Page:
My lord the Chief Justice, by the dictates of section 120 (16) of the 1991 Constitution of Sierra Leone, “Every court established under this constitution shall deliver its decision in writing not later than three months after the conclusion of the evidence and final addresses or arguments of appeal, and furnish all parties to the cause or matter determined with duly authenticated copies of a decision on the date of the delivery thereof.” No doubt my lord, you will agree with us that there have been serious infractions by the Benchers of the superior courts regarding this constitutional timing for the delivery of judgments.
While it is clear that not much has been done to remedy this situation, such statusquo has seriously impacted on prison facilities thereby leading to overcrowding. An accused on remand that has been denied bail and whose judgment is being prolonged beyond the constitutional time limits would certainly become an albatross on the neck of the correctional facility and wastage of taxpayer’s monies. Ensuring in a strict way that judges in the superior courts follow this constitutional injunction will provide a sure and sustainable path towards decongesting our prison facilities in the country.
As for courts that are not created by the constitution, such as the Local Courts and Magistrates Courts, we recommend in the absence of clear legal provisions in their enabling pieces of legislation creating them, that a policy directive be floated to ensure that judgments are handed down not later than four months after the close of proceedings. My lord, we strongly recommend that any infraction regarding these timelines for the delivery of judgments should attract some administrative sanctions including but not limited to the withholding of salaries and other emoluments.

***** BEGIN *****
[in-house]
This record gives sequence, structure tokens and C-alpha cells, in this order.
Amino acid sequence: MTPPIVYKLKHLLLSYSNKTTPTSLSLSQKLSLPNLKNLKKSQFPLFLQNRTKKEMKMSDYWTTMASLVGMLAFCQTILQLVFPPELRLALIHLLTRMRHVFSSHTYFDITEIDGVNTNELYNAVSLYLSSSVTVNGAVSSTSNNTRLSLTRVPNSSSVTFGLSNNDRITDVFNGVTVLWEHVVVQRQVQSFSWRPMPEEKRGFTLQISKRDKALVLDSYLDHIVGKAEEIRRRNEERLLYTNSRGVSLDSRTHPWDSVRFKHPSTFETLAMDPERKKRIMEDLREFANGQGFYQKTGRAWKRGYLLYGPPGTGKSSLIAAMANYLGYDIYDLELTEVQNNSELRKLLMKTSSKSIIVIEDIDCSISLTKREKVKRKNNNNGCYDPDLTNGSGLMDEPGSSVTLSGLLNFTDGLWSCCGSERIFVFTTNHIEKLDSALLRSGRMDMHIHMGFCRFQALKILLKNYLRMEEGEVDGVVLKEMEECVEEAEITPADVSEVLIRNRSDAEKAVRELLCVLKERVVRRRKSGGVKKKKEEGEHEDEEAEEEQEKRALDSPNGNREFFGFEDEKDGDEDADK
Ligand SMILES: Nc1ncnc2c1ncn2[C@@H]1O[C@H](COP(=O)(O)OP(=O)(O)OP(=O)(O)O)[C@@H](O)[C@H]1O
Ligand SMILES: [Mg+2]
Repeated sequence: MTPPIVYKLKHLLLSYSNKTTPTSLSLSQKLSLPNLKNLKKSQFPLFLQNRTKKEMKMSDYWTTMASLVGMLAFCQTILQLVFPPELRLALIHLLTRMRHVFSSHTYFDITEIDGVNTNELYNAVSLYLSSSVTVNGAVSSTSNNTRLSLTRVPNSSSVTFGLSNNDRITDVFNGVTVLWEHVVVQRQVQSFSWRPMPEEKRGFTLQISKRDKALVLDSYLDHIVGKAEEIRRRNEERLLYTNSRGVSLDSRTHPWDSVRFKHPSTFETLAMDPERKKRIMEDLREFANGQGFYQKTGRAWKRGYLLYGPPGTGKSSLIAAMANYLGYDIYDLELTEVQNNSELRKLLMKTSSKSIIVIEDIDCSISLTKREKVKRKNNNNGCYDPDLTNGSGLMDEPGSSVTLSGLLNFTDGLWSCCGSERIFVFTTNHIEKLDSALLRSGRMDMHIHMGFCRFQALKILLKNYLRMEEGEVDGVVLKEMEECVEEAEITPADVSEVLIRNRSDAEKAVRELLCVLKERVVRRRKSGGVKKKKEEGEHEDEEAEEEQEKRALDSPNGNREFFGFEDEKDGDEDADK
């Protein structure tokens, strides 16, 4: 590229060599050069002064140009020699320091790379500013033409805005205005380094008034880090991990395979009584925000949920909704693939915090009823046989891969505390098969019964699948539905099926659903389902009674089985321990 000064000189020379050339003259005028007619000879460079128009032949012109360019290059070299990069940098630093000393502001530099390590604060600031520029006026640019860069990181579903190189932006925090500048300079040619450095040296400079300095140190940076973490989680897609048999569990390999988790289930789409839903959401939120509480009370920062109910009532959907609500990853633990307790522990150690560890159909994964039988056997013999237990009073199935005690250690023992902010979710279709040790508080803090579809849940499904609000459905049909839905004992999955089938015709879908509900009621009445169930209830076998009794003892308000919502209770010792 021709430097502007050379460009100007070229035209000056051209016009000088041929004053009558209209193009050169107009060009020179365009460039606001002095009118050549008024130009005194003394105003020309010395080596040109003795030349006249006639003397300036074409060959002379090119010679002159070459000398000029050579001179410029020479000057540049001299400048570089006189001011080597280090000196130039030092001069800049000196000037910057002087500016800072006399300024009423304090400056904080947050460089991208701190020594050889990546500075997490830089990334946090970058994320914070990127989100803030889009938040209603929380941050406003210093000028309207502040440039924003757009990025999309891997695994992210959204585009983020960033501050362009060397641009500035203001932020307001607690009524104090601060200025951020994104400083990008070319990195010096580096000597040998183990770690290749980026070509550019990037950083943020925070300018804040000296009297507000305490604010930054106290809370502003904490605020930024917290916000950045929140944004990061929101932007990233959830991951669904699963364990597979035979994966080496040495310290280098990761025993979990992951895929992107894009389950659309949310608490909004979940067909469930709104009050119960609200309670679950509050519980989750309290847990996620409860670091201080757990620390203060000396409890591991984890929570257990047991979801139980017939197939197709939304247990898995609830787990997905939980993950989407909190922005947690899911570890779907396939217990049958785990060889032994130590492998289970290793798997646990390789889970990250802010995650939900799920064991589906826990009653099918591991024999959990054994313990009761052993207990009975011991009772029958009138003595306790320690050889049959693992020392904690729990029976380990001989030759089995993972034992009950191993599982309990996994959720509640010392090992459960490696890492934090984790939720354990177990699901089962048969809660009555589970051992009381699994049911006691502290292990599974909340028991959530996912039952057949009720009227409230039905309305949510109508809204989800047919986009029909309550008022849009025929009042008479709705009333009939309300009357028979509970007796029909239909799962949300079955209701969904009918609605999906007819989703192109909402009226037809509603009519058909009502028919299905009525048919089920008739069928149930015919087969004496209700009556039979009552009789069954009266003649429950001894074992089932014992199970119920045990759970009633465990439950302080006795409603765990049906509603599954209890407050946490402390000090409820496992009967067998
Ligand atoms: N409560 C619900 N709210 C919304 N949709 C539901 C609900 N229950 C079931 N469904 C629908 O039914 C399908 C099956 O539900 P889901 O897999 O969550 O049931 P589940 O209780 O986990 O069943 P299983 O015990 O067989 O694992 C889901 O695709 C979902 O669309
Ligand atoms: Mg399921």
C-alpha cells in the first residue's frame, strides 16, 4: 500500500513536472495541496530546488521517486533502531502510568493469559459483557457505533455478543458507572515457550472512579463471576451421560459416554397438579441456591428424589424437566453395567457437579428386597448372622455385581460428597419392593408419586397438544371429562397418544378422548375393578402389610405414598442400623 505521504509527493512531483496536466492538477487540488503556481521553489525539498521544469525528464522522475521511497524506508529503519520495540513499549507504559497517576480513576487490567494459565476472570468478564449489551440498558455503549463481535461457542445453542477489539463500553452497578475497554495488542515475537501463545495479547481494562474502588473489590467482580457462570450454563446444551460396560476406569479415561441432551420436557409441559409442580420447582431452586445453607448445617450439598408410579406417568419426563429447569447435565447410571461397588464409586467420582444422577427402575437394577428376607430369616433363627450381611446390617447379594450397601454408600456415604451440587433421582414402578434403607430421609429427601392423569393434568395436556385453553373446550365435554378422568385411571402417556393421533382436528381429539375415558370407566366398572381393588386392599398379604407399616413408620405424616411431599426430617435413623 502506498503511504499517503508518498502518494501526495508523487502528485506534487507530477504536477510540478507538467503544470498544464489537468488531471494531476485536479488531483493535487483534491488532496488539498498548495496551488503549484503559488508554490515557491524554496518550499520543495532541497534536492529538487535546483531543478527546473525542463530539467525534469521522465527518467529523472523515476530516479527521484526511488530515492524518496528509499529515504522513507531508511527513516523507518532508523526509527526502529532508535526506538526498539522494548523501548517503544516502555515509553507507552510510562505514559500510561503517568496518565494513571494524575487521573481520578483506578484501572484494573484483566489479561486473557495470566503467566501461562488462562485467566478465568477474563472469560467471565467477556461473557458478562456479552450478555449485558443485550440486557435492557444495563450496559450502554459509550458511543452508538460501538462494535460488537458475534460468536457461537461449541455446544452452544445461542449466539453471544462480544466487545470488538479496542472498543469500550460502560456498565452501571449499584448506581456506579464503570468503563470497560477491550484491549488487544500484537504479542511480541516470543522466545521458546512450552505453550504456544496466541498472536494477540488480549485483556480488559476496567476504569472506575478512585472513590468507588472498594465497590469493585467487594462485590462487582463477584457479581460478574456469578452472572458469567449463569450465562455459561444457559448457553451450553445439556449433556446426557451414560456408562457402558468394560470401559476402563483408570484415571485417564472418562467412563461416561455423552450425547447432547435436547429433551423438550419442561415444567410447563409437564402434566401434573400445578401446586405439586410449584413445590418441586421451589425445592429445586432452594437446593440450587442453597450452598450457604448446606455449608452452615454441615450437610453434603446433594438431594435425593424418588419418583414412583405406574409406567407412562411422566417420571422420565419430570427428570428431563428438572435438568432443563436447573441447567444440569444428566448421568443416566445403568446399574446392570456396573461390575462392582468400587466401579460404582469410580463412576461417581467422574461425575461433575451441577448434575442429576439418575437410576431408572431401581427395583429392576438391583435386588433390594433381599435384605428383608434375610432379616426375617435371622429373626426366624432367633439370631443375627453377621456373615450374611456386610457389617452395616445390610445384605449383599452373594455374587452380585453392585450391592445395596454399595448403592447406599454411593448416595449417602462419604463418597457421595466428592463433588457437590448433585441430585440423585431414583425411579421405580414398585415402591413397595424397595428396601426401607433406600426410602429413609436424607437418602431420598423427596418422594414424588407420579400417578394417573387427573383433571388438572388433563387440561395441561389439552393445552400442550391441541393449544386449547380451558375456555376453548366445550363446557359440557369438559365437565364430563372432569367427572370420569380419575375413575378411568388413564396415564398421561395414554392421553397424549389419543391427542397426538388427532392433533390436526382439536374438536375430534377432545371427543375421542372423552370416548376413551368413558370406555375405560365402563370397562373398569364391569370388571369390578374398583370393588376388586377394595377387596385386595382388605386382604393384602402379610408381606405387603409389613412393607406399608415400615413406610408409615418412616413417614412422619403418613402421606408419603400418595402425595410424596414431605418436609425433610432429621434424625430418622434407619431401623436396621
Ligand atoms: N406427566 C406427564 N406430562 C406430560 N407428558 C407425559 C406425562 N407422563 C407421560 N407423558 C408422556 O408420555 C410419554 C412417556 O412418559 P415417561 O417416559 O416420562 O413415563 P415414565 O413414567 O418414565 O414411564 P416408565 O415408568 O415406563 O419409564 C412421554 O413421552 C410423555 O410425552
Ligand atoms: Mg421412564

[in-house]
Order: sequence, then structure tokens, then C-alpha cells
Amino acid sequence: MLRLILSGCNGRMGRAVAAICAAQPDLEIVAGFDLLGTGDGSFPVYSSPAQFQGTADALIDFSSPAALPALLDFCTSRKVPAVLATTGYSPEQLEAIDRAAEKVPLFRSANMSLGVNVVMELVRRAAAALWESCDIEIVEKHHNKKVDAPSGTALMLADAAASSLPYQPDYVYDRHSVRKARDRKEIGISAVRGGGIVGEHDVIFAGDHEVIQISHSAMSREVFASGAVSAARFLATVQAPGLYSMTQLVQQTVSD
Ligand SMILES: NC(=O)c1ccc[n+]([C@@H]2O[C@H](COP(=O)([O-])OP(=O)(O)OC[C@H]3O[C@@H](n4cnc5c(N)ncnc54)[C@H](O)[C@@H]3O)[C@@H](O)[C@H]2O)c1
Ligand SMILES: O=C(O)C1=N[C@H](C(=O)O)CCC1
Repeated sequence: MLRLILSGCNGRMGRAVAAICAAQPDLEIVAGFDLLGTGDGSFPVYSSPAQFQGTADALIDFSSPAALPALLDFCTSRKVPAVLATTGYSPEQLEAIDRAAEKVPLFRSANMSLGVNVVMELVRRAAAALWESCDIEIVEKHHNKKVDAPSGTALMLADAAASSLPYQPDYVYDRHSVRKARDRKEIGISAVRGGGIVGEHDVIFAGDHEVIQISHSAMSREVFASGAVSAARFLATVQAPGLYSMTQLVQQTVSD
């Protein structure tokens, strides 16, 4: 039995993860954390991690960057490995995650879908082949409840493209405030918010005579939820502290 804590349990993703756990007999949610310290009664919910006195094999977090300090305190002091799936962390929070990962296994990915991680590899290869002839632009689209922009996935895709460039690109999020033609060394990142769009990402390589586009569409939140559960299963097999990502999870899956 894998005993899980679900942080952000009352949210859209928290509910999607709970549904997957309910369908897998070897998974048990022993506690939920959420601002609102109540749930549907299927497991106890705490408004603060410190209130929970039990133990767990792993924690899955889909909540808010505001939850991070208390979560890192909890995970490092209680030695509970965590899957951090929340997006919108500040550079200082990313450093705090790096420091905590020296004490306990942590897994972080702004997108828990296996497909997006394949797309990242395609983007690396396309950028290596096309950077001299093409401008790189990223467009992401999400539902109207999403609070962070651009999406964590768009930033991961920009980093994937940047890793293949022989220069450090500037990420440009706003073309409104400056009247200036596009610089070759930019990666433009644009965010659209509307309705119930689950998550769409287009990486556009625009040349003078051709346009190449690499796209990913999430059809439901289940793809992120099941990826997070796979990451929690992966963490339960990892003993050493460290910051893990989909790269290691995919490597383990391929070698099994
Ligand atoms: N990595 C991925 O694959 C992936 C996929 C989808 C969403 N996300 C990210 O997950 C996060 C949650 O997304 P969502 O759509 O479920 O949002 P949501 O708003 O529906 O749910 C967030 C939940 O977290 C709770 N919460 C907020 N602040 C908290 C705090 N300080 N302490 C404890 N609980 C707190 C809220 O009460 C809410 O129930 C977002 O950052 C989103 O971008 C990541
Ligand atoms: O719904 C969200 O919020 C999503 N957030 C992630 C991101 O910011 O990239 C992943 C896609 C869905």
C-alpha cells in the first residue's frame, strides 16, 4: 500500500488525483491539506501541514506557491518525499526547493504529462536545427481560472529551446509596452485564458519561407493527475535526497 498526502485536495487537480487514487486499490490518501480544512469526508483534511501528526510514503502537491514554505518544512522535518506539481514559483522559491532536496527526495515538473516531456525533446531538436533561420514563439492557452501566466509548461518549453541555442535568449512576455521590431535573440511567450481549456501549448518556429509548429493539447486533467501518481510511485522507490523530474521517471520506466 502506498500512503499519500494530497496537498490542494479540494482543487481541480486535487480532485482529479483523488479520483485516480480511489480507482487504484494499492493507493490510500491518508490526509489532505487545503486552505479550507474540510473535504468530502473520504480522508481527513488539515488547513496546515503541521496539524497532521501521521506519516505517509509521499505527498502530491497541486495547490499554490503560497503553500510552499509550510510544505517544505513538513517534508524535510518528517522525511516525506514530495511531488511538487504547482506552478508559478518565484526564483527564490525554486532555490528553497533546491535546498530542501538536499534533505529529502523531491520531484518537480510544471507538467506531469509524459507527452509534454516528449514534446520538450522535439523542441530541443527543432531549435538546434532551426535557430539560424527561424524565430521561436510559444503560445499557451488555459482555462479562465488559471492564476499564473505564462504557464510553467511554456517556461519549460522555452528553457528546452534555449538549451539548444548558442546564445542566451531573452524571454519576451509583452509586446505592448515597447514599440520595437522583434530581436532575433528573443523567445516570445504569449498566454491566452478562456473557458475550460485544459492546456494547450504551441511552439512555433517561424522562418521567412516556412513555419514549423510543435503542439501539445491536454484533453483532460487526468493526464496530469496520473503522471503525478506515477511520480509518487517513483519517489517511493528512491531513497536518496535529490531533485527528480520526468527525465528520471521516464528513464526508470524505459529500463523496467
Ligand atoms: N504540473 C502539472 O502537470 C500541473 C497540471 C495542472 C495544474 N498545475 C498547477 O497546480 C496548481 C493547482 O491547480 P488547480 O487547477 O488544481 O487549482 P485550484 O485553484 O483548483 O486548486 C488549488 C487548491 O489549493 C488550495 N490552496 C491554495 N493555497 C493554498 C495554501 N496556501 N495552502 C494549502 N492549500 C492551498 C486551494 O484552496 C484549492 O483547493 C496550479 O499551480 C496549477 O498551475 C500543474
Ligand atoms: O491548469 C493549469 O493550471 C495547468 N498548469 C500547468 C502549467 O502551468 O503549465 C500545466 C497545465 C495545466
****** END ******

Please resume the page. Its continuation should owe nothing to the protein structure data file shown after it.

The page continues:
5) Speedily Listing and Assigning of cases before a Judge or Magistrate
Honourable Chief Justice, LEGAL LINK further maintains that delay in the administration of cases by the courts is sometimes occasioned by the delay in listing and assignment of cases before Judges and Magistrates. While such act is purely an administrative problem as the responsibility of listing and assignment of cases falls under the purview of the Deputy Assistant Registrar (for Magistrate Courts), Master & Registrar and /or the Chief Justice (For the superior courts), it stands to reason that such deficiency has negatively impacted on the justice system in Sierra Leone, paving way for delayed justice and unfair trial to reign.